21. Since no one has responded to you, I'll jump it. I suspect what you are missing is the truck itself. https://www.shutterstock.com/blog/what-contributors-should-know-about-vehicle-images "Isolated photographs of cars, whether isolated on white or in a real environment, are unacceptable for commercial use. These types of images are acceptable for “illustrative editorial” use if the image is staged (i.e. shot either in a studio environment or set up in a natural environment)." Getting vehicle images accepted isn't worth your time unless you go the Illustrative Editorial or Editorial route.
  22. Keep working SS - you still have images to pull. first similar image by Suslik1983 - image ID# 195394718
  23. They must be doing something as he is slowly losing images. My bear image is gone as well as several of the wolf photos ... and he seems to be down to 10 pages worth. All the new stuff (gears) that was there a day or two ago is gone. edit: Although... most interestingly.... if you sort by New, he has 10 pages. If you sort by Popular, he has 32 pages. If you sort by Best Match, he has 20 pages.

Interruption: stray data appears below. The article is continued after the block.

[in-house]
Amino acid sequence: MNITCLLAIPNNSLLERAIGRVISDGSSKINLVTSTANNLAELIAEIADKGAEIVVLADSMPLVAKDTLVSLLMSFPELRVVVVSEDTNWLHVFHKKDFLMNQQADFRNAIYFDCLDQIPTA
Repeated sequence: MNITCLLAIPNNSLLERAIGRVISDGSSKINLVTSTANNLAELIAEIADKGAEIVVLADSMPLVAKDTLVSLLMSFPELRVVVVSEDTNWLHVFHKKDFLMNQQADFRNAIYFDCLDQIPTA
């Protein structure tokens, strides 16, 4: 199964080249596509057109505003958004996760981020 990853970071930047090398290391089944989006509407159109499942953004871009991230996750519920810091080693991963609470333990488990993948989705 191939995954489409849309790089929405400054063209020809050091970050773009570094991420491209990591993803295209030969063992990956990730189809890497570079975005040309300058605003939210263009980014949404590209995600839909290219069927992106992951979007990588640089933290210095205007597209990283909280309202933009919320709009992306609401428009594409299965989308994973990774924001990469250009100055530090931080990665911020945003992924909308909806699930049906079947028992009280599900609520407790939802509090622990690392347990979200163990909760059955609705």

24. Just reported him for one of mine. His: https://www.shutterstock.com/image-photo/brown-bear-556868470?src=xerNV4qUBb4-RoREUqFhOw-2-88 Mine: https://www.shutterstock.com/image-photo/black-bear-ursus-americanus-cub-hangs-28283131?src=3AmKi0cMjWJlBFBlvQ7NQg-1-40 Reported to both compliance@shutterstock.com and infringement@shutterstock.com - infringement@shutterstock.com bounced back -- "The email account that you tried to reach does not exist." Not sure where he's grabbing titles and keywords from as most of his are bad. The valid ones: animal, bear, mammal, nature, predator, tree, ursus, wildlife, young. The invalid: arctos, background, big, brown, danger, european, evening, finland, forest, green, nordic, russian, taiga, woods. And it's a Black Bear - not a Brown. Hope this gets resolved faster than it has so far...